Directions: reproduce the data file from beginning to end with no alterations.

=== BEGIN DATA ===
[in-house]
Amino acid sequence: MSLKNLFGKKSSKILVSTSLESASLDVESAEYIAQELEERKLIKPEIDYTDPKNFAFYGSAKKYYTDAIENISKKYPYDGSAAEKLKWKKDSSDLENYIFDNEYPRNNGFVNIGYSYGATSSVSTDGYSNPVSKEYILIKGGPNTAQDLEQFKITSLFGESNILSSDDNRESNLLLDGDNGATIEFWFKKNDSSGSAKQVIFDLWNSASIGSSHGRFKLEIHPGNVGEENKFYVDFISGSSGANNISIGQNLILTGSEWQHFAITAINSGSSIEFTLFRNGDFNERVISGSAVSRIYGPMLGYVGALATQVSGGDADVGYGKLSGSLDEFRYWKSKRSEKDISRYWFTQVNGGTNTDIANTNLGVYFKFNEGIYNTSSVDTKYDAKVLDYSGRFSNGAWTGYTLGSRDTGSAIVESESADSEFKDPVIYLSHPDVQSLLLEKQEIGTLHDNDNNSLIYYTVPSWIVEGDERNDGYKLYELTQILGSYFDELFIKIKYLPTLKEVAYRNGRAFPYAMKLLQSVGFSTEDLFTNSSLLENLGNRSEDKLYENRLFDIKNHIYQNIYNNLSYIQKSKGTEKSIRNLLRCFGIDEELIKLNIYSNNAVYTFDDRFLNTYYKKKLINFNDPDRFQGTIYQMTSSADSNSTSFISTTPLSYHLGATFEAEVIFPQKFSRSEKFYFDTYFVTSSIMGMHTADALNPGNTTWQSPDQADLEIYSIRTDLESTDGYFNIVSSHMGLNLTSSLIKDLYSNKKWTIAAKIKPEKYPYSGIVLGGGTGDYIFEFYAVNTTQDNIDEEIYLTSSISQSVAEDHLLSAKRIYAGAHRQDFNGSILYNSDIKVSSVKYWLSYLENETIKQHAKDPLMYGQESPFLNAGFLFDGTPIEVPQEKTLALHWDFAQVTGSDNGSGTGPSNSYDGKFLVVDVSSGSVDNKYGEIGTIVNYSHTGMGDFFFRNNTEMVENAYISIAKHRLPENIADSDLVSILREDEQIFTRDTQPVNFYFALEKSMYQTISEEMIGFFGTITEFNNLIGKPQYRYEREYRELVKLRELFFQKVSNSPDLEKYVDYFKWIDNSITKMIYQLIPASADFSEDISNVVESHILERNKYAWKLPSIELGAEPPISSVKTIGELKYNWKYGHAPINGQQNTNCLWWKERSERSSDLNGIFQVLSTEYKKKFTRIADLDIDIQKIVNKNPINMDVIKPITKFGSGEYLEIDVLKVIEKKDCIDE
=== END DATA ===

[in-house]
Amino acid sequence: MSLKNLFGKKSSKILVSTSLESASLDVESAEYIAQELEERKLIKPEIDYTDPKNFAFYGSAKKYYTDAIENISKKYPYDGSAAEKLKWKKDSSDLENYIFDNEYPRNNGFVNIGYSYGATSSVSTDGYSNPVSKEYILIKGGPNTAQDLEQFKITSLFGESNILSSDDNRESNLLLDGDNGATIEFWFKKNDSSGSAKQVIFDLWNSASIGSSHGRFKLEIHPGNVGEENKFYVDFISGSSGANNISIGQNLILTGSEWQHFAITAINSGSSIEFTLFRNGDFNERVISGSAVSRIYGPMLGYVGALATQVSGGDADVGYGKLSGSLDEFRYWKSKRSEKDISRYWFTQVNGGTNTDIANTNLGVYFKFNEGIYNTSSVDTKYDAKVLDYSGRFSNGAWTGYTLGSRDTGSAIVESESADSEFKDPVIYLSHPDVQSLLLEKQEIGTLHDNDNNSLIYYTVPSWIVEGDERNDGYKLYELTQILGSYFDELFIKIKYLPTLKEVAYRNGRAFPYAMKLLQSVGFSTEDLFTNSSLLENLGNRSEDKLYENRLFDIKNHIYQNIYNNLSYIQKSKGTEKSIRNLLRCFGIDEELIKLNIYSNNAVYTFDDRFLNTYYKKKLINFNDPDRFQGTIYQMTSSADSNSTSFISTTPLSYHLGATFEAEVIFPQKFSRSEKFYFDTYFVTSSIMGMHTADALNPGNTTWQSPDQADLEIYSIRTDLESTDGYFNIVSSHMGLNLTSSLIKDLYSNKKWTIAAKIKPEKYPYSGIVLGGGTGDYIFEFYAVNTTQDNIDEEIYLTSSISQSVAEDHLLSAKRIYAGAHRQDFNGSILYNSDIKVSSVKYWLSYLENETIKQHAKDPLMYGQESPFLNAGFLFDGTPIEVPQEKTLALHWDFAQVTGSDNGSGTGPSNSYDGKFLVVDVSSGSVDNKYGEIGTIVNYSHTGMGDFFFRNNTEMVENAYISIAKHRLPENIADSDLVSILREDEQIFTRDTQPVNFYFALEKSMYQTISEEMIGFFGTITEFNNLIGKPQYRYEREYRELVKLRELFFQKVSNSPDLEKYVDYFKWIDNSITKMIYQLIPASADFSEDISNVVESHILERNKYAWKLPSIELGAEPPISSVKTIGELKYNWKYGHAPINGQQNTNCLWWKERSERSSDLNGIFQVLSTEYKKKFTRIADLDIDIQKIVNKNPINMDVIKPITKFGSGEYLEIDVLKVIEKKDCIDE